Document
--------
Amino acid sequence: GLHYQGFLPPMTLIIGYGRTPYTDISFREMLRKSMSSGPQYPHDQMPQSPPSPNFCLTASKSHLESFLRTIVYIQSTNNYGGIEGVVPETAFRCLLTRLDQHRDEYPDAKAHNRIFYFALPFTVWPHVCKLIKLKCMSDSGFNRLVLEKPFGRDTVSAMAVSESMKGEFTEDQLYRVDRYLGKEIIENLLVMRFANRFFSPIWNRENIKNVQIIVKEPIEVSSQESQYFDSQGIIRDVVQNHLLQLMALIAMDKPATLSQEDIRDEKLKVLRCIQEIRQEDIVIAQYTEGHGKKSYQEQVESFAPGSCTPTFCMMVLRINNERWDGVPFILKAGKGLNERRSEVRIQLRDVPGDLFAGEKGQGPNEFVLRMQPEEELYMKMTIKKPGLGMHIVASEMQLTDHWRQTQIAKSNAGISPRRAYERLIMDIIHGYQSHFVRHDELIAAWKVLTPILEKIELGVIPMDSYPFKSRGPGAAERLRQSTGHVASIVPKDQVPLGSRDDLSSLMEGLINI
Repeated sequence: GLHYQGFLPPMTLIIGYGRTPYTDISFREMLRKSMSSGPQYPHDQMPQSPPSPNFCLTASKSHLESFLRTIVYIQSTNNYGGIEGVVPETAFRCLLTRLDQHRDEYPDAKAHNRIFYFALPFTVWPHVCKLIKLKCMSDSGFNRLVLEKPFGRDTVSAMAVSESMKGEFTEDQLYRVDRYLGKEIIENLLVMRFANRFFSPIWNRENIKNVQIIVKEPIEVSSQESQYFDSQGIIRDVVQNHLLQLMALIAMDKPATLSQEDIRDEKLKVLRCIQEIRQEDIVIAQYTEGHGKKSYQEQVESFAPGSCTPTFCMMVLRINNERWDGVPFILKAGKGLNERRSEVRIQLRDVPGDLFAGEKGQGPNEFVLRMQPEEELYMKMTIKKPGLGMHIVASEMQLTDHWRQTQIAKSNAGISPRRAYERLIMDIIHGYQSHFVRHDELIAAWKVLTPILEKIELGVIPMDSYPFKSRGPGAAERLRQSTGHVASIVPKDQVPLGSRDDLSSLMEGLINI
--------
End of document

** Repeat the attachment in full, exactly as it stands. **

Amino acid sequence: GLHYQGFLPPMTLIIGYGRTPYTDISFREMLRKSMSSGPQYPHDQMPQSPPSPNFCLTASKSHLESFLRTIVYIQSTNNYGGIEGVVPETAFRCLLTRLDQHRDEYPDAKAHNRIFYFALPFTVWPHVCKLIKLKCMSDSGFNRLVLEKPFGRDTVSAMAVSESMKGEFTEDQLYRVDRYLGKEIIENLLVMRFANRFFSPIWNRENIKNVQIIVKEPIEVSSQESQYFDSQGIIRDVVQNHLLQLMALIAMDKPATLSQEDIRDEKLKVLRCIQEIRQEDIVIAQYTEGHGKKSYQEQVESFAPGSCTPTFCMMVLRINNERWDGVPFILKAGKGLNERRSEVRIQLRDVPGDLFAGEKGQGPNEFVLRMQPEEELYMKMTIKKPGLGMHIVASEMQLTDHWRQTQIAKSNAGISPRRAYERLIMDIIHGYQSHFVRHDELIAAWKVLTPILEKIELGVIPMDSYPFKSRGPGAAERLRQSTGHVASIVPKDQVPLGSRDDLSSLMEGLINI
Repeated sequence: GLHYQGFLPPMTLIIGYGRTPYTDISFREMLRKSMSSGPQYPHDQMPQSPPSPNFCLTASKSHLESFLRTIVYIQSTNNYGGIEGVVPETAFRCLLTRLDQHRDEYPDAKAHNRIFYFALPFTVWPHVCKLIKLKCMSDSGFNRLVLEKPFGRDTVSAMAVSESMKGEFTEDQLYRVDRYLGKEIIENLLVMRFANRFFSPIWNRENIKNVQIIVKEPIEVSSQESQYFDSQGIIRDVVQNHLLQLMALIAMDKPATLSQEDIRDEKLKVLRCIQEIRQEDIVIAQYTEGHGKKSYQEQVESFAPGSCTPTFCMMVLRINNERWDGVPFILKAGKGLNERRSEVRIQLRDVPGDLFAGEKGQGPNEFVLRMQPEEELYMKMTIKKPGLGMHIVASEMQLTDHWRQTQIAKSNAGISPRRAYERLIMDIIHGYQSHFVRHDELIAAWKVLTPILEKIELGVIPMDSYPFKSRGPGAAERLRQSTGHVASIVPKDQVPLGSRDDLSSLMEGLINI